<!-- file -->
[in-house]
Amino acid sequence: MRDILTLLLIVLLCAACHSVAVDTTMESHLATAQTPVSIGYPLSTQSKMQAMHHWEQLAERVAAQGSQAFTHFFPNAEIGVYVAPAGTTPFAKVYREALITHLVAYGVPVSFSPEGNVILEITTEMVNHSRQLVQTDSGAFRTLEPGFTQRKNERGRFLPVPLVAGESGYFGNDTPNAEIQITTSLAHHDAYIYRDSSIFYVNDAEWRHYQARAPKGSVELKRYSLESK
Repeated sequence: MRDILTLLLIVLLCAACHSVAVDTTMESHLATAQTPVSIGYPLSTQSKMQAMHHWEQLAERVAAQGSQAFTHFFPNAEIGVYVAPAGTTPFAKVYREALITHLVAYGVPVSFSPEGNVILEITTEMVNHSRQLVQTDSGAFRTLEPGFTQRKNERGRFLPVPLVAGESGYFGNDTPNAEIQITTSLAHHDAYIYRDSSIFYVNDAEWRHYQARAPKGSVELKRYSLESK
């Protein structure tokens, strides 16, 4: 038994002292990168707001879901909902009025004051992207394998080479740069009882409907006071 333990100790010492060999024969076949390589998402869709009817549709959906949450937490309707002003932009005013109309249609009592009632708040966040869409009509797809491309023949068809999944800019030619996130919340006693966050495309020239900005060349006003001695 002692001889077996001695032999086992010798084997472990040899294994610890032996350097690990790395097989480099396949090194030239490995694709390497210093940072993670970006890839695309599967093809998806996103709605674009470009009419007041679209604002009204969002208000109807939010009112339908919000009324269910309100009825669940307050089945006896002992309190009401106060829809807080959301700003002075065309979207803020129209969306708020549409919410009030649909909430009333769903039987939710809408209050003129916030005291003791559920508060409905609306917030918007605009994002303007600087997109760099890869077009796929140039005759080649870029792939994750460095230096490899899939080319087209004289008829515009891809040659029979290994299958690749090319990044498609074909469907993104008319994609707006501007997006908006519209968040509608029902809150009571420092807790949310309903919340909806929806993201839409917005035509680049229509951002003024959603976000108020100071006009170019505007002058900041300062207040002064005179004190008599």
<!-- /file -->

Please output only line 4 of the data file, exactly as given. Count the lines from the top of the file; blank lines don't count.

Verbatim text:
């Protein structure tokens, strides 16, 4: 038994002292990168707001879901909902009025004051992207394998080479740069009882409907006071 333990100790010492060999024969076949390589998402869709009817549709959906949450937490309707002003932009005013109309249609009592009632708040966040869409009509797809491309023949068809999944800019030619996130919340006693966050495309020239900005060349006003001695 002692001889077996001695032999086992010798084997472990040899294994610890032996350097690990790395097989480099396949090194030239490995694709390497210093940072993670970006890839695309599967093809998806996103709605674009470009009419007041679209604002009204969002208000109807939010009112339908919000009324269910309100009825669940307050089945006896002992309190009401106060829809807080959301700003002075065309979207803020129209969306708020549409919410009030649909909430009333769903039987939710809408209050003129916030005291003791559920508060409905609306917030918007605009994002303007600087997109760099890869077009796929140039005759080649870029792939994750460095230096490899899939080319087209004289008829515009891809040659029979290994299958690749090319990044498609074909469907993104008319994609707006501007997006908006519209968040509608029902809150009571420092807790949310309903919340909806929806993201839409917005035509680049229509951002003024959603976000108020100071006009170019505007002058900041300062207040002064005179004190008599």